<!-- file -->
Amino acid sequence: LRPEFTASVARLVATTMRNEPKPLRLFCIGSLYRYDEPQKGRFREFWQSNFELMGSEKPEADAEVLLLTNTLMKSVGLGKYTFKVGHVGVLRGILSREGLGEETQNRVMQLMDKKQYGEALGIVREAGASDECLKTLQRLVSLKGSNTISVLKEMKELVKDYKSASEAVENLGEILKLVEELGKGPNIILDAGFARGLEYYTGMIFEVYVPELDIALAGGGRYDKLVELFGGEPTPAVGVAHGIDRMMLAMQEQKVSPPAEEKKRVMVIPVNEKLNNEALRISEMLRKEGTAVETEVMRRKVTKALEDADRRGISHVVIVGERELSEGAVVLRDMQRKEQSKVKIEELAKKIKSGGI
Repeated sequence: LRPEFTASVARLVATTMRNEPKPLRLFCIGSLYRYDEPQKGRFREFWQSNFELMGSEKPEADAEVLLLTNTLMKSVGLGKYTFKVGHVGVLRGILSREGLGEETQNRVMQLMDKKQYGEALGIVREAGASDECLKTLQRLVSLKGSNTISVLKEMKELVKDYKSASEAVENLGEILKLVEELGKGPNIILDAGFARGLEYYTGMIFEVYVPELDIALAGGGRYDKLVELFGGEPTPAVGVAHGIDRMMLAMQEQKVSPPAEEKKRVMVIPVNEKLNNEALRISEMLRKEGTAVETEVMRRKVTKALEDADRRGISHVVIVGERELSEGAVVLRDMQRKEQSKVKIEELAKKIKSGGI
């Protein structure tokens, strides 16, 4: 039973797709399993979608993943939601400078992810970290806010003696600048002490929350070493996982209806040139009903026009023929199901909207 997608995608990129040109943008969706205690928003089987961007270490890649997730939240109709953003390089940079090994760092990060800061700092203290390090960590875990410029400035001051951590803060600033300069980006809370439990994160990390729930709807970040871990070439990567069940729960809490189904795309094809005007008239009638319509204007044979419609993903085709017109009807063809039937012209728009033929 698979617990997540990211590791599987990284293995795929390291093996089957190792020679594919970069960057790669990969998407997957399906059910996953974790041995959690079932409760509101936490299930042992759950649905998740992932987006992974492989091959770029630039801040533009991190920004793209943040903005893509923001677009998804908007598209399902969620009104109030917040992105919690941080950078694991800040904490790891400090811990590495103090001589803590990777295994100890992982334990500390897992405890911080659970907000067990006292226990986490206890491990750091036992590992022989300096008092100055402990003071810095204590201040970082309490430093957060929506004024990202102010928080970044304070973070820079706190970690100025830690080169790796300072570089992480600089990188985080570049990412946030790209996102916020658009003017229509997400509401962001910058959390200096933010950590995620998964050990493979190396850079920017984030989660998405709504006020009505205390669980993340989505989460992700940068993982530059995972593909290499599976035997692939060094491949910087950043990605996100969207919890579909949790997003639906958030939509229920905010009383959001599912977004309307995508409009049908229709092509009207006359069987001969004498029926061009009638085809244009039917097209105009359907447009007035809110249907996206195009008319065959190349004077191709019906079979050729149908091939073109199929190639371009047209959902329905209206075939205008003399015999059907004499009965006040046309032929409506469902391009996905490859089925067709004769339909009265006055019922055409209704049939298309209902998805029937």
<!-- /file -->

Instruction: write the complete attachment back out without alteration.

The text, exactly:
Amino acid sequence: LRPEFTASVARLVATTMRNEPKPLRLFCIGSLYRYDEPQKGRFREFWQSNFELMGSEKPEADAEVLLLTNTLMKSVGLGKYTFKVGHVGVLRGILSREGLGEETQNRVMQLMDKKQYGEALGIVREAGASDECLKTLQRLVSLKGSNTISVLKEMKELVKDYKSASEAVENLGEILKLVEELGKGPNIILDAGFARGLEYYTGMIFEVYVPELDIALAGGGRYDKLVELFGGEPTPAVGVAHGIDRMMLAMQEQKVSPPAEEKKRVMVIPVNEKLNNEALRISEMLRKEGTAVETEVMRRKVTKALEDADRRGISHVVIVGERELSEGAVVLRDMQRKEQSKVKIEELAKKIKSGGI
Repeated sequence: LRPEFTASVARLVATTMRNEPKPLRLFCIGSLYRYDEPQKGRFREFWQSNFELMGSEKPEADAEVLLLTNTLMKSVGLGKYTFKVGHVGVLRGILSREGLGEETQNRVMQLMDKKQYGEALGIVREAGASDECLKTLQRLVSLKGSNTISVLKEMKELVKDYKSASEAVENLGEILKLVEELGKGPNIILDAGFARGLEYYTGMIFEVYVPELDIALAGGGRYDKLVELFGGEPTPAVGVAHGIDRMMLAMQEQKVSPPAEEKKRVMVIPVNEKLNNEALRISEMLRKEGTAVETEVMRRKVTKALEDADRRGISHVVIVGERELSEGAVVLRDMQRKEQSKVKIEELAKKIKSGGI
């Protein structure tokens, strides 16, 4: 039973797709399993979608993943939601400078992810970290806010003696600048002490929350070493996982209806040139009903026009023929199901909207 997608995608990129040109943008969706205690928003089987961007270490890649997730939240109709953003390089940079090994760092990060800061700092203290390090960590875990410029400035001051951590803060600033300069980006809370439990994160990390729930709807970040871990070439990567069940729960809490189904795309094809005007008239009638319509204007044979419609993903085709017109009807063809039937012209728009033929 698979617990997540990211590791599987990284293995795929390291093996089957190792020679594919970069960057790669990969998407997957399906059910996953974790041995959690079932409760509101936490299930042992759950649905998740992932987006992974492989091959770029630039801040533009991190920004793209943040903005893509923001677009998804908007598209399902969620009104109030917040992105919690941080950078694991800040904490790891400090811990590495103090001589803590990777295994100890992982334990500390897992405890911080659970907000067990006292226990986490206890491990750091036992590992022989300096008092100055402990003071810095204590201040970082309490430093957060929506004024990202102010928080970044304070973070820079706190970690100025830690080169790796300072570089992480600089990188985080570049990412946030790209996102916020658009003017229509997400509401962001910058959390200096933010950590995620998964050990493979190396850079920017984030989660998405709504006020009505205390669980993340989505989460992700940068993982530059995972593909290499599976035997692939060094491949910087950043990605996100969207919890579909949790997003639906958030939509229920905010009383959001599912977004309307995508409009049908229709092509009207006359069987001969004498029926061009009638085809244009039917097209105009359907447009007035809110249907996206195009008319065959190349004077191709019906079979050729149908091939073109199929190639371009047209959902329905209206075939205008003399015999059907004499009965006040046309032929409506469902391009996905490859089925067709004769339909009265006055019922055409209704049939298309209902998805029937």